This is a critical discussion of Jerry Fodor and Ernie Lepore's "Holism". The paper questions the existence of a slippery slope from some inferential liaisons are constitutive of meaning' to all inferential liaisons are constitutive of meaning'. "Interalia", it defends the existence of an analytic/synthetic distinction.
The very idea of narrative explanation invites two objections: a methodological objection, stating that narrative structure is too far from the form of a scientific explanation to count as an explanation, and a metaphysical objection, stating that narrative structure situates historical practice too close to the writing of fiction. Both of these objections, however, are illfounded. The methodological objection and the dispute regarding the status of historical explanation can be disposed of by revealing their motivating presupposition: the plausibility of an (...) exclusivist explication of explanation which appeals either to the unity-of-method thesis or some implicit notion of analytic equivalence, both problematic philosophical doctrines. The metaphysical objection fails with the rejection of the idea, in Mink's phrase, of an "untold story." The argument against history as an "untold story" develops from Danto's image of an Ideal Chronicler recording ideal events. A consequence of rejecting this view is that it no longer makes sense to speak of historical narratives as true or false. However, this failure engenders no special problem for assessing the objectivity or explanatory utility of narratives qua explanations. (shrink)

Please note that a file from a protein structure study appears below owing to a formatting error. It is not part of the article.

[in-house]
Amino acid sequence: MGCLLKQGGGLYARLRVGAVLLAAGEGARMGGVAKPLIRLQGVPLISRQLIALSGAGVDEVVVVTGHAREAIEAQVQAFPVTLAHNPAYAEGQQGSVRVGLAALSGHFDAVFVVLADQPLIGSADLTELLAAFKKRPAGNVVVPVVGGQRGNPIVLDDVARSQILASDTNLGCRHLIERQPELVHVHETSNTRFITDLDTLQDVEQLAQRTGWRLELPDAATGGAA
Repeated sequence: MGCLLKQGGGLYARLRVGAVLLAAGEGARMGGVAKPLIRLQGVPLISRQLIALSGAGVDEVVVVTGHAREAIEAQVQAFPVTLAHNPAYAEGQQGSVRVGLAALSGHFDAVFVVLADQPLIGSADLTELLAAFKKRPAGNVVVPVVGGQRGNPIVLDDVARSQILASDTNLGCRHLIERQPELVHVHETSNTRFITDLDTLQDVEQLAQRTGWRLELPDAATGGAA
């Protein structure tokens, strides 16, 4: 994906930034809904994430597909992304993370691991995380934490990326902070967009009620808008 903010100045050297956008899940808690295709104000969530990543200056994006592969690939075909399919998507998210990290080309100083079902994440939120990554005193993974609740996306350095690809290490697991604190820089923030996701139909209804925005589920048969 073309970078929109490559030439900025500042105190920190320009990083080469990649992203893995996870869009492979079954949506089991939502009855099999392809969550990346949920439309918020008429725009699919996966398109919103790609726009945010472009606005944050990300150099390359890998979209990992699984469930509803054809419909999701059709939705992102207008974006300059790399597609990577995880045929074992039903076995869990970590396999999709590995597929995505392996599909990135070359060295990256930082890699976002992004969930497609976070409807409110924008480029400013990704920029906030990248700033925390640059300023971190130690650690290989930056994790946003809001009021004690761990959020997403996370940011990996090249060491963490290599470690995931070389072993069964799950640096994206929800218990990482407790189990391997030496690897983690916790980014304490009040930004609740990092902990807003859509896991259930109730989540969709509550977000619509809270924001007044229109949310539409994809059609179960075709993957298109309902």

The essay explores the meaning and implications of Alan Sokal’s hoax on the editors of Social Text. It examines the role that relativist/postmodernist views about knowledge may have played in that episode, and briefly explores the cogency of such conceptions.
Three theories contend as explanations of perpetrator behavior in the Holocaust as well as other cases of genocide: structural, intentional, and situational. Structural explanations emphasize the sense in which no single individual or choice accounts for the course of events. In opposition, intentional/cutltural accounts insist upon the genocides as intended outcomes, for how can one explain situations in which people ‘step up’ and repeatedly kill defenseless others in large numbers over sustained periods of time as anything other than a choice? (...) Situational explanations offer a type of behavioral account; this is how people act in certain environments. Critical to the situational account as I discuss it is the ‘Asch paradigm’, i.e. experimentally attested conditions for eliciting conformityof behavior regardlesss of available evidence of prior beliefs. In what follows, I defend what I term above a version of situational explanations of perpetrator behavior. Moreover, I maintain that the factors that explain provide an understanding as well. While not committed to the complete irrelevance or exclusion of cultural or structural factors, nonetheless situational analyses can account both for what happened and why. A cardinal virtue of this version of situational explanations consists in showing how shallow the problem of understanding turns out to be for such cases. (shrink)
This paper argues that Devitt’s arguments in "Transcendentalism About Content" don’t show how to answer the challenge I laid down in "Status Of Content". I proceed as follows. I begin by looking at why I didn’t formulate content eliminativism in the way that Devitt does, and why I did formulate it as the thesis of “content irrealism.” I then show in detail why his criticisms are off-target.